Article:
AG There are 2 main ways to minimize inaccuracies. Pathologists should thoroughly know the testing process, be familiar with the latest ASCO/CAP guidelines, and maintain updated certification so that testing can be performed in optimal conditions. In the clinic, it is important to identify when retesting is necessary. An equivocal result, such as 2+ in immunohistochemistry or a gene amplification ratio of 1.8–2.0, warrants retesting with FISH and a repeat FISH or immunohistochemistry, respectively. Clinical parameters are also important. A clinician may choose to retest a tumor with an immunohistochemistry staining of 1+ in the setting of a high nuclear grade or in a young patient. Although this staining result is considered negative, approximately 10% of these patients in some series have been reported to have gene amplifications. A confirmatory test is inexpensive compared to the costs associated with inaccurate diagnosis.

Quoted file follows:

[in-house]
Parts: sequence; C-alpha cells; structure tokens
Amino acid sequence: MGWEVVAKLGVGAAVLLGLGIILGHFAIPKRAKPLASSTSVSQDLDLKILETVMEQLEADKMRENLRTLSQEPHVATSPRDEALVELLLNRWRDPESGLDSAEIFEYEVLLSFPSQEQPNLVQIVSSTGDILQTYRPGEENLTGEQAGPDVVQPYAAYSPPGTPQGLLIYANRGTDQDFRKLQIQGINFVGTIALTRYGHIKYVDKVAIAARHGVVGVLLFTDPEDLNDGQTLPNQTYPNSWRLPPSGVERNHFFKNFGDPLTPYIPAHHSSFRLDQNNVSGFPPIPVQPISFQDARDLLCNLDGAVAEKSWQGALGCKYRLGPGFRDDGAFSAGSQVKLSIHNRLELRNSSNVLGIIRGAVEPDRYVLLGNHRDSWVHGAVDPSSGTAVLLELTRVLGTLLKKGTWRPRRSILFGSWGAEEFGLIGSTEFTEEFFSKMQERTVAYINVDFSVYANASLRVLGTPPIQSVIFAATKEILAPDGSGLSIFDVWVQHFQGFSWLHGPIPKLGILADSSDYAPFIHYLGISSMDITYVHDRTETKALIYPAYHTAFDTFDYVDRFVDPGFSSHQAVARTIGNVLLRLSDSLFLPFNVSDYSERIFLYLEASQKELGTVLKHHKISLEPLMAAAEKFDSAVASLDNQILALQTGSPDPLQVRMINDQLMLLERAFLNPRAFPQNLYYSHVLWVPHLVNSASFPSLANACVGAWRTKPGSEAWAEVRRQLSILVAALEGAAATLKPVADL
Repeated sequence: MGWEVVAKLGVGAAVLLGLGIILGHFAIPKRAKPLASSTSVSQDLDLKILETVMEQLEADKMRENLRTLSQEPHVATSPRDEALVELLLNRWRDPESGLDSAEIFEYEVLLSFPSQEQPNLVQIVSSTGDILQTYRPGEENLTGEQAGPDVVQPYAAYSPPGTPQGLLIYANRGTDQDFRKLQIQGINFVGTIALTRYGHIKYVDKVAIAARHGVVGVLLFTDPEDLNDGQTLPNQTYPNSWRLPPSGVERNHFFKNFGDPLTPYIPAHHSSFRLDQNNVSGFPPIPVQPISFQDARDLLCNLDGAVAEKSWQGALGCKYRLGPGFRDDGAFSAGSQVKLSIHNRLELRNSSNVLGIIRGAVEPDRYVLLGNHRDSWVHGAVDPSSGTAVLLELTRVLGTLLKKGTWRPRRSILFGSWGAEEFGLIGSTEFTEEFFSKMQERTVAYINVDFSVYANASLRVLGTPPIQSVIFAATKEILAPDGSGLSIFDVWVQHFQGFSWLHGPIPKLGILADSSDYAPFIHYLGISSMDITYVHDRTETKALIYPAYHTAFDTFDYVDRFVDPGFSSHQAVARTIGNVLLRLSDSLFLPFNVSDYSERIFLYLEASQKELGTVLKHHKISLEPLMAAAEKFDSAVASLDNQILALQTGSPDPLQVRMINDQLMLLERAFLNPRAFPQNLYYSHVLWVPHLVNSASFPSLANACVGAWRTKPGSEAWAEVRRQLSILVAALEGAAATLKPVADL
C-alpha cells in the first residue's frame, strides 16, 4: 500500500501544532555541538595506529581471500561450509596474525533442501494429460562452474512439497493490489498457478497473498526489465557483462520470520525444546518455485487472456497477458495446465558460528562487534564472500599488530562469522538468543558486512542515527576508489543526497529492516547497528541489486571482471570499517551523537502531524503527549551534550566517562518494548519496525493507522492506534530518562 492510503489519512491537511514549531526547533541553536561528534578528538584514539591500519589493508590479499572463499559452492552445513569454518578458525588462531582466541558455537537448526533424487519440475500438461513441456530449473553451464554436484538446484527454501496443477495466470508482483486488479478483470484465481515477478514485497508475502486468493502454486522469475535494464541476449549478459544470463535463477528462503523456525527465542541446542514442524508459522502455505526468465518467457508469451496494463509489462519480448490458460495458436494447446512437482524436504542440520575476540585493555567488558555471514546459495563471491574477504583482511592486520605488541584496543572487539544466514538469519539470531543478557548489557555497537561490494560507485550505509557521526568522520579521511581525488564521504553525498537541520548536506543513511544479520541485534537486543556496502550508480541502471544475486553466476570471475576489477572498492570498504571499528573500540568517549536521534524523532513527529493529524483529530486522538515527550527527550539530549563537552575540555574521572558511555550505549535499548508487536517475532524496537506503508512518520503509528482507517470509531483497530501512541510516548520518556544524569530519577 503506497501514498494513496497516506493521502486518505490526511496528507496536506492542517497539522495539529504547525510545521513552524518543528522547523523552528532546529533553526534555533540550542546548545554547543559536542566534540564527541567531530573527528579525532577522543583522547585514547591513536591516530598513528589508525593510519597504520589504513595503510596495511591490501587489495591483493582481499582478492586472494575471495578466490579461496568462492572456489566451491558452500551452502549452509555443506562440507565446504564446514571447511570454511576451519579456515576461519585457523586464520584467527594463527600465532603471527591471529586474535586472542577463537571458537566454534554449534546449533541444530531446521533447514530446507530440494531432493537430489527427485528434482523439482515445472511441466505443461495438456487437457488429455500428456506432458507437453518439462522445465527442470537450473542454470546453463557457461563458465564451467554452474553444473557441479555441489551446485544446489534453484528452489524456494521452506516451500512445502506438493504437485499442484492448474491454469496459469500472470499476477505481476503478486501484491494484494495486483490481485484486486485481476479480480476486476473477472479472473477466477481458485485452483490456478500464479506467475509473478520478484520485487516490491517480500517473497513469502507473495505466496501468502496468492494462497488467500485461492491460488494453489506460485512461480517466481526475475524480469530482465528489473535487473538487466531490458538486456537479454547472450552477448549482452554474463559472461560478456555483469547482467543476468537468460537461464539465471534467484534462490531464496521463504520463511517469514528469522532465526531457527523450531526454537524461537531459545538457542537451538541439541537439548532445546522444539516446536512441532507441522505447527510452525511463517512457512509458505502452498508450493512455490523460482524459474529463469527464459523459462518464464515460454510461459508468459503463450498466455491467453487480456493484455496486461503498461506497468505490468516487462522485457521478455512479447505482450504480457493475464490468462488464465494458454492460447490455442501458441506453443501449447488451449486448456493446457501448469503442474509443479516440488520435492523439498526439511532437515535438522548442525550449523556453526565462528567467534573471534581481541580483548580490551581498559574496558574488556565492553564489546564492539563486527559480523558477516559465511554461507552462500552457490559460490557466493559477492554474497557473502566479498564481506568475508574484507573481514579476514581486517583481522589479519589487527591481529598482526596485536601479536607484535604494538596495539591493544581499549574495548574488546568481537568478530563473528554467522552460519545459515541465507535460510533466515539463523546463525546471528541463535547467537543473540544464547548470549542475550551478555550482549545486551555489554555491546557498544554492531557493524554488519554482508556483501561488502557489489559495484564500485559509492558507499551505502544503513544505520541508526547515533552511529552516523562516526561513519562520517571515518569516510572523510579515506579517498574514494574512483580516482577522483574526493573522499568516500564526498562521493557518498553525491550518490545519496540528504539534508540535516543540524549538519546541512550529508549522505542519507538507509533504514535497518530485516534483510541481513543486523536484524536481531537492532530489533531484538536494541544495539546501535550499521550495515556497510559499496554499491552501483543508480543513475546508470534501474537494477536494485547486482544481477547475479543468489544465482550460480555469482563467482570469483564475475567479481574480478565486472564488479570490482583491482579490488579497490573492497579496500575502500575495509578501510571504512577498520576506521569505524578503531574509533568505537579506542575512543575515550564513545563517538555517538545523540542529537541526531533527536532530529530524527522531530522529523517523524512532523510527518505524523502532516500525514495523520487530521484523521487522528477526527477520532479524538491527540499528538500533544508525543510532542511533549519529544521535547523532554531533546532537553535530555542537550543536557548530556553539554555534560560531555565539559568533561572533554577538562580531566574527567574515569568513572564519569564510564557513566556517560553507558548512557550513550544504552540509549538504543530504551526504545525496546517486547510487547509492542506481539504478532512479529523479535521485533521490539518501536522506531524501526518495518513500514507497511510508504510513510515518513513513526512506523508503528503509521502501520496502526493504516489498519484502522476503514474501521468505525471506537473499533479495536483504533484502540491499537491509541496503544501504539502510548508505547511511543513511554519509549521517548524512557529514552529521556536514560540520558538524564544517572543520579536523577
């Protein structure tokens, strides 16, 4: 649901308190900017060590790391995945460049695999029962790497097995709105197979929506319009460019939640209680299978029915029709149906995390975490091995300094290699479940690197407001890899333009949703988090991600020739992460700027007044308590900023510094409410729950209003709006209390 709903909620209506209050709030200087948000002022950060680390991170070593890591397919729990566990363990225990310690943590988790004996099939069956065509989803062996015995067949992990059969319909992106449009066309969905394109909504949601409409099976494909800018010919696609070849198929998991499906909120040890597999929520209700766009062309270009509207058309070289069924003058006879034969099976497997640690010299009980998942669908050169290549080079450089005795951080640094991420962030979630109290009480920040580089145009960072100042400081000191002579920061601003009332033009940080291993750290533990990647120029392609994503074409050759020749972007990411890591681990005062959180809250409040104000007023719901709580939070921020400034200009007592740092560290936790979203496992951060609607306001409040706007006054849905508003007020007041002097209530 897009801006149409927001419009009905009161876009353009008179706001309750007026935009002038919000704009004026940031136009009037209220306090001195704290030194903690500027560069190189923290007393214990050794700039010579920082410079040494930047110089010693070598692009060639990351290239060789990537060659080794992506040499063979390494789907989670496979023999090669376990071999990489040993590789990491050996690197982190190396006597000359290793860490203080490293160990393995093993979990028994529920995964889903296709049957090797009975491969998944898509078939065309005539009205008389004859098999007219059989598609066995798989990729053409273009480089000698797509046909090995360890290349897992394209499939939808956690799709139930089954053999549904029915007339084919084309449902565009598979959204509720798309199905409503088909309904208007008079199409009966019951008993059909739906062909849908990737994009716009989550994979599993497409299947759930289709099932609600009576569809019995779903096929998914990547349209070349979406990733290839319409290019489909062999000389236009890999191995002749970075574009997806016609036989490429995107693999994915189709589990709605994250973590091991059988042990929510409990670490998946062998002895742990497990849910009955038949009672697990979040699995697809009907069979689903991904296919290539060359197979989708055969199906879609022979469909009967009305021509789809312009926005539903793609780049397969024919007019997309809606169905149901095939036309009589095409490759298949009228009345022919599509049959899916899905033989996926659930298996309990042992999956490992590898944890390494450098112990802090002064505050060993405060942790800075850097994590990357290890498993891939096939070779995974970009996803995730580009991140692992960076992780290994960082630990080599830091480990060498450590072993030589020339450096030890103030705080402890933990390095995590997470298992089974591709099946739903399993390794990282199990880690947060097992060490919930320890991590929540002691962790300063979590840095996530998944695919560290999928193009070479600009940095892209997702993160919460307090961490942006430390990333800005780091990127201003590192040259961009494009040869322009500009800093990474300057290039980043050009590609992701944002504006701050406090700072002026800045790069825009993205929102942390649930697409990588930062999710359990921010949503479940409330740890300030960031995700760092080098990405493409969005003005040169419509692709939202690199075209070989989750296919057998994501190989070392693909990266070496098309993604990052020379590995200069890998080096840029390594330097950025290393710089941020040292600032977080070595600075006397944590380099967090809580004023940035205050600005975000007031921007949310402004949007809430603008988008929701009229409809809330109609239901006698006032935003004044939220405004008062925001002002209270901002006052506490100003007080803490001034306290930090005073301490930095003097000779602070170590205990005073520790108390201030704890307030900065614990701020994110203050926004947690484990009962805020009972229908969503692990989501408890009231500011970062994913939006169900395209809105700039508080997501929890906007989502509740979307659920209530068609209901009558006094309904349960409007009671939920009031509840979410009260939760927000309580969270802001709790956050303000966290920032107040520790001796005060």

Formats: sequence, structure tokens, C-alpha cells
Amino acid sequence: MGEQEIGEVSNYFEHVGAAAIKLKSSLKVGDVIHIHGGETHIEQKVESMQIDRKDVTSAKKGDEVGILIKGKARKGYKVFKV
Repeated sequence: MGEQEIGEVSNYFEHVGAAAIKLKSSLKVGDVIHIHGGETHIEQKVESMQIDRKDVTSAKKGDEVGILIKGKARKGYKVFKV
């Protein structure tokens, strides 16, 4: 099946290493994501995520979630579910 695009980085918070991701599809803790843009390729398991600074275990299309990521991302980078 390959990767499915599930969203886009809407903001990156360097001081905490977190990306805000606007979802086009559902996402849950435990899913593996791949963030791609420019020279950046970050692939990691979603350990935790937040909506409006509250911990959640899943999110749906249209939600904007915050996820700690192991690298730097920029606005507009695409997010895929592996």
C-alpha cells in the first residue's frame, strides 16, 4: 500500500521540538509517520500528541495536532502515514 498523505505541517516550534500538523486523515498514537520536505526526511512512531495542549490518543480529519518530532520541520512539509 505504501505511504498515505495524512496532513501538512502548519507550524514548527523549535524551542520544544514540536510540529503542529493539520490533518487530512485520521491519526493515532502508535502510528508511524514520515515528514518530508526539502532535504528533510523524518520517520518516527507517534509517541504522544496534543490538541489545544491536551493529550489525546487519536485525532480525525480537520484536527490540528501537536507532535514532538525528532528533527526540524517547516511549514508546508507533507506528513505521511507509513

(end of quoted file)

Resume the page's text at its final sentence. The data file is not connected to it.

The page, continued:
H&O What characteristics suggest that a HER2-negative result may be incorrect?

AG As an example, a HER2-negative result may be incorrect in a young patient who has high-grade breast cancer that is rapidly growing and whose immunohistochemistry for HER2 is negative or equivocal. Such a patient would warrant a discussion with the pathologist. It is important to have open communication with the pathologist, and either repeat the test, send it to another laboratory, or use another technology.

H&O Can a patient’s HER2 status change?

AG HER2 status can change for 2 reasons. A change in status may be attributable to a laboratory error. A patient with HER2-negative disease might have a recurrence that is biopsied and found to be HER2-positive. Immediately, the pathologist should be consulted and a retest arranged so that new test results can be compared with previous results to identify whether HER2 status really did change.